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Ultimate Guide to Kamairi-Cha (2021)

Everything you need to know about this extremely rate type of Japanese Tea. It might taste familiar!

This article was last modified November 23rd, 2021. by Yuki

Leaves of a Kamairi-cha

Here's a rare type of Japanese tea with a characteristic scent - produced from a very different manufacturing method. You might recongize a similar scent from a different tea!

Here, you'll learn everything you need to know about Kamairi-cha.

What is Kamairi-cha?

Here's a rare type of Japanese tea with a characteristic scent - produced from a very different manufacturing method.
While most other Japanese green tea leaves such as Sencha or Gyokuro will be steamed right after harvesting, Kamairi-cha does not. Instead, it is roasted to stop the oxidation of the leaves.
The end product is a light-tasting green tea with a great refreshing aroma, almost like a hybrid between Chinese tea and Japanese tea.
The term "Kama" means Kettle in Japanese. "Iru" is a verb for roasting. Kamairi-cha means "Roasted in a Kettle", and that is exactly how it's manufactured. It is a methodology that relies on manual work and patience. Therefore, the production levels of this tea are extremely low.
As the green tea leaves are roasted and stirred in the kettle, they will form a round, curly shape - like the shape of a bean or a comma. This distinct shape is also one of the characteristics of this tea.
The water color of this tea is a little distinct as well. While Sencha tends to be a yellow-green, and a Fukamushi-Sencha tends to be more of a darkere green, the Kamairi-cha water color develops a golden brownish tint.
Kamairi-cha tends to be a little bit more expensive due to the low production levels, but the gentle taste and usage is intended to be a "daily use" green tea.
Let's jump into the details of Kamairi-cha.

The Taste of the Kamairi-cha

Spoon of kamairi-cha
The aroma
The biggest characteristic of this tea is the great aroma that is produced from the roasting of the tea leaves.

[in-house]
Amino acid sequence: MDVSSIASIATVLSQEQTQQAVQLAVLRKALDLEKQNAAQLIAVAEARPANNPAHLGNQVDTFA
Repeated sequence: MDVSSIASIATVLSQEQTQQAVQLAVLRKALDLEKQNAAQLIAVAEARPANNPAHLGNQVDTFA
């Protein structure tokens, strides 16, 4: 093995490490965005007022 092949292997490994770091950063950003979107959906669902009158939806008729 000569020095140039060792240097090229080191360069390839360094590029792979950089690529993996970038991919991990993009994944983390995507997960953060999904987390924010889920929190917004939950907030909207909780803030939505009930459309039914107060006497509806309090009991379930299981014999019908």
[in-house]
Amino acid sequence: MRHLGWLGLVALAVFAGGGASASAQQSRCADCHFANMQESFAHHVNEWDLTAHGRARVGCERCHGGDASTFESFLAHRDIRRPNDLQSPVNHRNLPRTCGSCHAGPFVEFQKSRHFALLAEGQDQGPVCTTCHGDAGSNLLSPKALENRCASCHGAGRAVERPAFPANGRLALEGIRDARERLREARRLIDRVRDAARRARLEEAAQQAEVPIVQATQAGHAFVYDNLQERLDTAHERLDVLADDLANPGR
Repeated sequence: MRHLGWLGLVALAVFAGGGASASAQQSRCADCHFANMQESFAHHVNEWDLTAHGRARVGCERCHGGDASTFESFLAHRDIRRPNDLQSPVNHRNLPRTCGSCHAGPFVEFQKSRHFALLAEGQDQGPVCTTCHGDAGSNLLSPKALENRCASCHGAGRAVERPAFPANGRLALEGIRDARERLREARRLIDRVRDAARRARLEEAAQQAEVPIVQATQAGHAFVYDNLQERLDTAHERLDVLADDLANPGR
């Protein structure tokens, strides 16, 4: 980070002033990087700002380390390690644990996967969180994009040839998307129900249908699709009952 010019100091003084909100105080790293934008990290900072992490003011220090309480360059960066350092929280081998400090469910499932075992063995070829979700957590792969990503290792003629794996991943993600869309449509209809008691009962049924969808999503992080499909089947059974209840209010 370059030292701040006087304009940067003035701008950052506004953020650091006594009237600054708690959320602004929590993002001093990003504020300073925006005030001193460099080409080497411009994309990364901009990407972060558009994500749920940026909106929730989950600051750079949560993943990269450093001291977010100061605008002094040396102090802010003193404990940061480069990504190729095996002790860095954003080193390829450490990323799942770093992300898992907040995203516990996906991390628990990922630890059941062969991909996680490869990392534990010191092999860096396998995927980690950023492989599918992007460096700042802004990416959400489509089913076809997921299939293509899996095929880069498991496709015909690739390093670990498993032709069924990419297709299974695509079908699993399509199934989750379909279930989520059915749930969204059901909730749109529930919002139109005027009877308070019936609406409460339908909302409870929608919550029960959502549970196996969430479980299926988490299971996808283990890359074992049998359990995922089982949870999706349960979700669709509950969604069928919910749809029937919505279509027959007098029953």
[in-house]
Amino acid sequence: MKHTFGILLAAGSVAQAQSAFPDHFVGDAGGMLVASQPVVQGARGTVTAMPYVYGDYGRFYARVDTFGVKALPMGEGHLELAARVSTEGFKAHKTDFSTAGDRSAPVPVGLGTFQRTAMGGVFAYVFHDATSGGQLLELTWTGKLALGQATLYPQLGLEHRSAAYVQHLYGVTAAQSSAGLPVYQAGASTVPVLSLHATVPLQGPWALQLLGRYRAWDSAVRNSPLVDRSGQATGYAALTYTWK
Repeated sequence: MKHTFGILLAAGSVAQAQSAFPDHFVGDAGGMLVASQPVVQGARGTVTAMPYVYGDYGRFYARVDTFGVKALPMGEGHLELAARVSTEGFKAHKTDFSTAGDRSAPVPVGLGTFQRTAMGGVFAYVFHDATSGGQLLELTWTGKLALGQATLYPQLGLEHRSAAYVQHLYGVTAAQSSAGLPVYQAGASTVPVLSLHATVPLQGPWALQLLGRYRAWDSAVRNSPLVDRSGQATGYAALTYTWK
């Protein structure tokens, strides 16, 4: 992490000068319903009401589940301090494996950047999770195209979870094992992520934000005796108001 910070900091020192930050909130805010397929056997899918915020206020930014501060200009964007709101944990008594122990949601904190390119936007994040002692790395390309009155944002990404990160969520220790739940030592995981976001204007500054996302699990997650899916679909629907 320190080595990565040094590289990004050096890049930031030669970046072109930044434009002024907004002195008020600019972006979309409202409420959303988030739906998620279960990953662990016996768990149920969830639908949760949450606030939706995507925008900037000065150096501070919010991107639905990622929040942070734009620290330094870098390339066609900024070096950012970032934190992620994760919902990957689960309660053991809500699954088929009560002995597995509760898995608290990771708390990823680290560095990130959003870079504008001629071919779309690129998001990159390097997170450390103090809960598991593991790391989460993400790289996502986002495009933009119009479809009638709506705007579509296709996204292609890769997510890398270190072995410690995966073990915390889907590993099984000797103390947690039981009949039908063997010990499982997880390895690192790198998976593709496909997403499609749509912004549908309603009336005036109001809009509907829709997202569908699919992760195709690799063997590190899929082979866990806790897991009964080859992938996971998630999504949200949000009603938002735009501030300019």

This signature aroma produced from the roasting, called "Kama-ka" or sometimes "Kama-kou" is highly defined.
In fact, it may smell very similar to the aroma of the Longjing Dragon Well Chinese Green tea! After all, although the leaves don't look similar at all, there are many similarities in the production method. It makes sense that it has a similar scent.
As compared to a Longjing Dragon Well Chinese green tea, I would say it blends those aromatic notes with the characteristics of a Sencha - which brings us to the next topic. The taste.
The taste 
The taste is extremely light and refreshing. It does not have the type of body in the taste that normal Japanese green tea may have, but will still have much more than a Longjing Dragon well Chinese green tea.
Because it is roasted, it reduces the catechin levels - and hence the astringency of the tea. Although the Theanine levels decrease slightly, it still maintains the umami and perhaps easier to experience this portion of the taste.

The Health Benefits

The nutrients of Kamairi-cha are very similar to that of other green tea.
Due to the roasting, the levels of catechin may be slightly lower than Sencha, but the health benefits will be generally the same.
You can read in detail about the health benefits of Japanese green tea here.

The curly leaves of kamairi-cha

Other Names and Related Names


Kamairi-cha is also called Kamairisei-Tamaryokucha. "Tama" means ball or round in Japanese. Therefore, "Tamaryokucha" directly translates to "Ball shaped green tea.
There is another type of Japanese green tea - the Mushisei-Tamaryokucha - where the leaves are also rounded. However, the Mushisei-Tamaryokucha is made by steaming the leaves instead of roasting to stop the oxidation.
To reduce the confusion between Mushisei-Tamaryokucha, the Kamairi-cha will add the words "Kamairisei" to indicate that is made by roasting.